The city Planning Advisory Board unanimously endorsed the Herzog and de Meuron scheme for the new Miami Art Museum on Biscayne Bay, in what is now Bicentennial Park. The Major Use Special Permit now goes to the city commission for final approval, date TBA.
The vote Tuesday night was unanimous. But that’s not to say there weren’t some serious concerns, mostly around pedestrian and bicycle access.
Lots of praise from board members for the Basel firm’s thoughtful – and ostentatiously, literally green -- architectural design, kind of a Hanging Gardens of Babylon on the Bay. A broad ‘’porch’’ under an expansive overhanging canopy roof extends all the way around the square building, which opens to a broad staircase directly on the bay side. Vine-like plants would hang in strands from the underside of the canopy (test plants are already being grown on the site).
Still, lots of concern also from the board over what one member called the museum’s ‘’auto-centric’’ design -- based apparently on a traffic study’s conclusion that more than 90 percent of projected 200,000 annual visitors will arrive by car. (The museum is also required to build a 200-slot garage, but is asking for a 20-space reduction in the required minimum).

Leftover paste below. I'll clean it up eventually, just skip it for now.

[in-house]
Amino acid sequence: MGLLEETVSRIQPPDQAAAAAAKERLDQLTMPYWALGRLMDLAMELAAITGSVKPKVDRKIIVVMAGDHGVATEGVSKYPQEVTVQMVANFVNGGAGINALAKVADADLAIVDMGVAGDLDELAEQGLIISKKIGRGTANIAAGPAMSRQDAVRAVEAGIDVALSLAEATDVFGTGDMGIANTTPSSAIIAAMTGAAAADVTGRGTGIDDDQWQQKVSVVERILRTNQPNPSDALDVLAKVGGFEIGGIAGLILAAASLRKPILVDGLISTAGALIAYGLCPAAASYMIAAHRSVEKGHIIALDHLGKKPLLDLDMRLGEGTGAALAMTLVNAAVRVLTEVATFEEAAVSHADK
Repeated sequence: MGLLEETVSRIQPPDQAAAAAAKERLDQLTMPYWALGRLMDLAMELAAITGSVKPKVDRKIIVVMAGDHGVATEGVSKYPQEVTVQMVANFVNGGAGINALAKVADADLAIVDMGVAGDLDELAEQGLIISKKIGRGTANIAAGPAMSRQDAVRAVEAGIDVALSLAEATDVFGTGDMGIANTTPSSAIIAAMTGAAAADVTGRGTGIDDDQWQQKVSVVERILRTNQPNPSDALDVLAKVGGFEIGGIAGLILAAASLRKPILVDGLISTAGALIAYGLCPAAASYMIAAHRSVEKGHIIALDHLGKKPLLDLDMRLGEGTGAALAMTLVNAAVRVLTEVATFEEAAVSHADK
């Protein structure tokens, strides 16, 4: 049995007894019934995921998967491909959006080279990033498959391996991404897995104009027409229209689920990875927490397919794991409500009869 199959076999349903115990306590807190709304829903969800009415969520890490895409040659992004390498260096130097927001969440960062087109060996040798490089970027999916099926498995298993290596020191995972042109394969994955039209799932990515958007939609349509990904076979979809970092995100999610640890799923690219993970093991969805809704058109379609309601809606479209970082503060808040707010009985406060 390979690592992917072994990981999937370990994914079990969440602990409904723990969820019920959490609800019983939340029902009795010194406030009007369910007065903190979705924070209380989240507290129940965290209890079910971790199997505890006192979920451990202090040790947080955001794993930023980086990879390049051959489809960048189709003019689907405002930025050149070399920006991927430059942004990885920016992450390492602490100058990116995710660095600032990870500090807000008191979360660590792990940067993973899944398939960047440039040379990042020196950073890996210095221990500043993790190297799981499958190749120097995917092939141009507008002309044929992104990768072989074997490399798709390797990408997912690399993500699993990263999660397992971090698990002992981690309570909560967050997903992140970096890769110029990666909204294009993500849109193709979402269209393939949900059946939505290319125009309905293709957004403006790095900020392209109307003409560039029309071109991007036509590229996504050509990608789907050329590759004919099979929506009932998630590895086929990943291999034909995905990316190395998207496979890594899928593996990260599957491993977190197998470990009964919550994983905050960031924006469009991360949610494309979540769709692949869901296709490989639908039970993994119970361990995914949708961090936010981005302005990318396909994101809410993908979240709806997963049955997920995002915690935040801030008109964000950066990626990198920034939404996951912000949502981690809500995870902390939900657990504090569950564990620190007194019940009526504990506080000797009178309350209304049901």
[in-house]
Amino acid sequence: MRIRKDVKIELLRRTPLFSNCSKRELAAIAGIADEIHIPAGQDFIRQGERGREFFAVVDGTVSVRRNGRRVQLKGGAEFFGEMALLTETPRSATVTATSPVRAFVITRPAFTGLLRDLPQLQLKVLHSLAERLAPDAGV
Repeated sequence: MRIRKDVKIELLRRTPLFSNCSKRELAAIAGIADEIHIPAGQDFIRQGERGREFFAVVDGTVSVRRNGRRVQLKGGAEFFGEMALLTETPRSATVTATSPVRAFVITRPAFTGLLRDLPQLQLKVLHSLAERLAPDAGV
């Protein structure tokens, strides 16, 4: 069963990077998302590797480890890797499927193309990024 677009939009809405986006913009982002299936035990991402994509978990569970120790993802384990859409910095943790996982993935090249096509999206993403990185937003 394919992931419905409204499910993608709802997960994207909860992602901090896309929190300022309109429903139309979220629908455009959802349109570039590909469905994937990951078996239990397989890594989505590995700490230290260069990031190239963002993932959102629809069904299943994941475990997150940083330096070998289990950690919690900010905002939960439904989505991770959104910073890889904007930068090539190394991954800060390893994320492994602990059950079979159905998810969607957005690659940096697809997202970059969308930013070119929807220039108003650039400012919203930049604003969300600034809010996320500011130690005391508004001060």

Board member Ernest Martin, echoed by others, said he was appalled that the city has made few apparent provisions to ease pedestrians’ and cyclists’ access to the site, especially in making the perilous Biscayne Boulevard crossing. Some even wondered whether the museum’s location at some distance from the boulevard could dampen attendance.
Riley and Herzog and de Meuron partner Christine Binswanger did note the plaza plan – to be designed by another hot firm, Field Operations – will make accommodations for visitors arriving at the now-closed Bicentennial Park Metromover station.
But that wasn’t enough for the board, which asked that the city conduct an analysis of pedestrian and bike access and come up with some possible solutions.
The MAM building does not open to the plaza that separates it from the planned Miami Science Museum, whose main entry will disgorge on the public space. But MAM director Terrence Riley said visitors will be able to walk onto the “porch’’ from the plaza, and from there all around the building under the canopy to the museum’s front doors. In architecture-speak, the building has no back, said Binswanger.
The Powerpoint renderings shown were not drastically different from conceptual plans released two years ago, but the design has clearly been refined. Urbanista! is trying to get some of the new renderings, but MAM is awaiting tweaks from the starchitects before releasing those, probably on or close to Oct. 21, the date of Pierre de Meuron’s talk at the Lincoln Theater on Miami Beach (see item below).